Surgeries with the endoscope are exacting and require special capabilities of the surgeon. The suturing of the tissue and the setting of the knots, in particular, is very complicated due to the lack of space for movement. A new, minimally invasive suturing tool simplifies the procedure. In the future, the suture material will no longer be knotted, but welded with a laser.
The device will be displayed at the MEDTEC Fair in Stuttgart, from March 22 -- 24, 2011.
More and more often, abdominal surgeries are being carried out in a minimally invasive manner. A small incision in the abdominal wall is sufficient for the surgeon to be able to insert the instrument and make the organs visible with an endoscope. This technique is gentler and does not stress the body as much as traditional surgeries do. However, these minimally invasive surgeries pose a special challenge to the surgeons. In particular, the suturing -- meaning joining the tissue with needle and suture material -- demands great skill and dexterity. Very often, piercing the tissue and tying the knots is difficult -- after all, the surgeons must perform surgeries in very tight quarters, while having very little room to move. Unlike when sewing textiles, a knot must be made after every stitch, which is a very exacting process that stresses the patient and can cause a number of complications. If the suture is too tight, there is the danger of a minor hemorrhage. In addition, the suture material can cut into the tissue and strangulate vessels. In worst cases the tissue may even die. However, if the suture is too loose, there may be bleeding at the edges of the wound.
Currently, setting the correct suture tension depends on the experience of the surgeon. He must subjectively estimate the optimum tension -- and do this anew for every surgery. He does not have access to a reproducible, standardized setting. In the future, a minimally invasive suturing instrument shall make suturing easier. The researchers of the Fraunhofer Institute for Production Technology IPT in Aachen have developed this instrument within the scope of the InnoNet project "The Suture" (see below). In a new, semi-automatic process the suturing instrument enables the surgeon to connect the suture material with a previously set, predefined tension. Not only does it shorten the suturing process with respect to time, it also hastens the healing of the wound. The patient is able to recover more quickly. "With our new device, the edges of the wound can be joined quickly and safely, since it automatically ensures the optimum tension for the suture. The surgeon no longer has to deal with that. In the future, the difficult task of knotting the ends of the suture material will no longer be necessary, since they simply will be welded with the laser," explains Dipl.-Ing. Adrian Schütte, a scientist at the IPT.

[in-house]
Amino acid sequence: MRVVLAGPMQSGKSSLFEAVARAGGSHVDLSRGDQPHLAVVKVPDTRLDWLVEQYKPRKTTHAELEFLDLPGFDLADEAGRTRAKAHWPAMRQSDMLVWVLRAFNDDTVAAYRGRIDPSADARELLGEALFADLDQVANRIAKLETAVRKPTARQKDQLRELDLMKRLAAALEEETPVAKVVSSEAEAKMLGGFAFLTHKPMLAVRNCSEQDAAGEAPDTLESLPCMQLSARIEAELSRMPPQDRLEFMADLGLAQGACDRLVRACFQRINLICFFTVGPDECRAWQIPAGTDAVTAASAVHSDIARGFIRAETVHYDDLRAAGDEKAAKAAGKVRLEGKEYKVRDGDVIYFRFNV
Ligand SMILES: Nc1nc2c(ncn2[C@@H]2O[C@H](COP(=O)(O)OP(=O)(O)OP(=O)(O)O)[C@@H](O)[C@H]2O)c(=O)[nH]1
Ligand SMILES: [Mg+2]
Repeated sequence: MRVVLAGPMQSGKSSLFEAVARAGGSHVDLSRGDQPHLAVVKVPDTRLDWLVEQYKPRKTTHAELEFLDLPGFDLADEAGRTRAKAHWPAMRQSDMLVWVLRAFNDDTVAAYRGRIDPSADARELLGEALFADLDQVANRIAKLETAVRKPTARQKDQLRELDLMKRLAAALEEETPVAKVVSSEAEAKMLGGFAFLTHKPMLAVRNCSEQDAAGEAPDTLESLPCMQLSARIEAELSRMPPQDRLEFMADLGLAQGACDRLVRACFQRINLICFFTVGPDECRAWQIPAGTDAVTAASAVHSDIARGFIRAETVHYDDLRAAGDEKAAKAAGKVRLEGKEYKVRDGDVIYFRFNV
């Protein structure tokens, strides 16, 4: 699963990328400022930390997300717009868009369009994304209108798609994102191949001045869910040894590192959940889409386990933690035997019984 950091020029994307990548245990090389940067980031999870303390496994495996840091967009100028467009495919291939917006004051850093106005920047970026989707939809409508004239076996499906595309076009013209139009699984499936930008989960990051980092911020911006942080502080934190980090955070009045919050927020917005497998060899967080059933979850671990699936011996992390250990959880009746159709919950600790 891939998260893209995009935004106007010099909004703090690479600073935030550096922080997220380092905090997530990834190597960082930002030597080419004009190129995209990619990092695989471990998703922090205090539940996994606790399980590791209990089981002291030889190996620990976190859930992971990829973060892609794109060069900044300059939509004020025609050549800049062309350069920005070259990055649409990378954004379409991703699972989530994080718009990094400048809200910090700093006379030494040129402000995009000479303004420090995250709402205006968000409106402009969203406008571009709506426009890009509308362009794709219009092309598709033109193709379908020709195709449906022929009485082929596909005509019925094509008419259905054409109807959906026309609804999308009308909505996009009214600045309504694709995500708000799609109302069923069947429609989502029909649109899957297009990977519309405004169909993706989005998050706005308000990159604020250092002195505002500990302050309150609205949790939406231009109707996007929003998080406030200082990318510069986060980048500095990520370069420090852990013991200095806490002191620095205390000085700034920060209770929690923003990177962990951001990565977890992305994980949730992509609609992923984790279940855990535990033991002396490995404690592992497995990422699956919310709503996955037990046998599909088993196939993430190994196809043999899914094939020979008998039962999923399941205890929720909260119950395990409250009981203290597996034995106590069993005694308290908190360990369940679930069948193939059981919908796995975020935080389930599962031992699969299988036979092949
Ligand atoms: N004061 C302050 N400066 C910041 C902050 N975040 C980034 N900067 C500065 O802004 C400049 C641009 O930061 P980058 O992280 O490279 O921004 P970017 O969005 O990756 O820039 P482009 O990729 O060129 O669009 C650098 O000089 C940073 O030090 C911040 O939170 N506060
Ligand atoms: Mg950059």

The idea for this process is based on the laser welding process for plastics. During this process, two thermo-plastic pieces to be lasered together are welded together by means of laser energy. Adrian Schütte said: "In our case, the suture material is one of the two pieces to be lasered together, the other one is the sleeve. It is located in the tip of the new suturing device, which has a diameter of ten millimeters."
But, how does the new process work? First, the surgeons access the abdominal cavity through a small tube -- the experts call it a trocar. After they pierce the tissue with a needle, they pull the end of the suture material out with the surgical forceps, through the trocar, and clip it into the sleeve. A defined tension can be set for the suture by pushing the sleeve through the trocar and simultaneously tensioning the suture. Once the desired tension has been achieved, the suture material is welded to the sleeve by laser. The laser is located at the end of the suturing instrument, the laser beam is sent via the light conducting fiber through the instrument. The superfluous suturing material is cut off behind the sleeve. And, as a last step, the surgeons pull the suturing instrument out through the trocar. After the lasering, the sleeve remains in the abdominal cavity. Schütte remarked: "Currently, the sleeve consists of polypropylene, in the future we would like to manufacture it from resorbing materials."
Together with the InnoNet Project Partners (see below), the scientist and his team were already able to successfully carry out the suturing process during tests in the laboratory. The expert remarked: "We were able to achieve the best results with a suture tension of zero to five Newton and a lasering time of 0.1 seconds." The preclinical studies are slated to start in the course of this year at the Aachen university hospital. To begin with, the suturing instrument will be utilized for minimally invasive surgeries in the abdominal area. The researcher is convinced that it can also be adapted to keyhole surgeries of the heart. The researchers from the IPT will display a prototype of the minimally invasive suturing instrument at the MEDTEC Europe Fair in Stuttgart.
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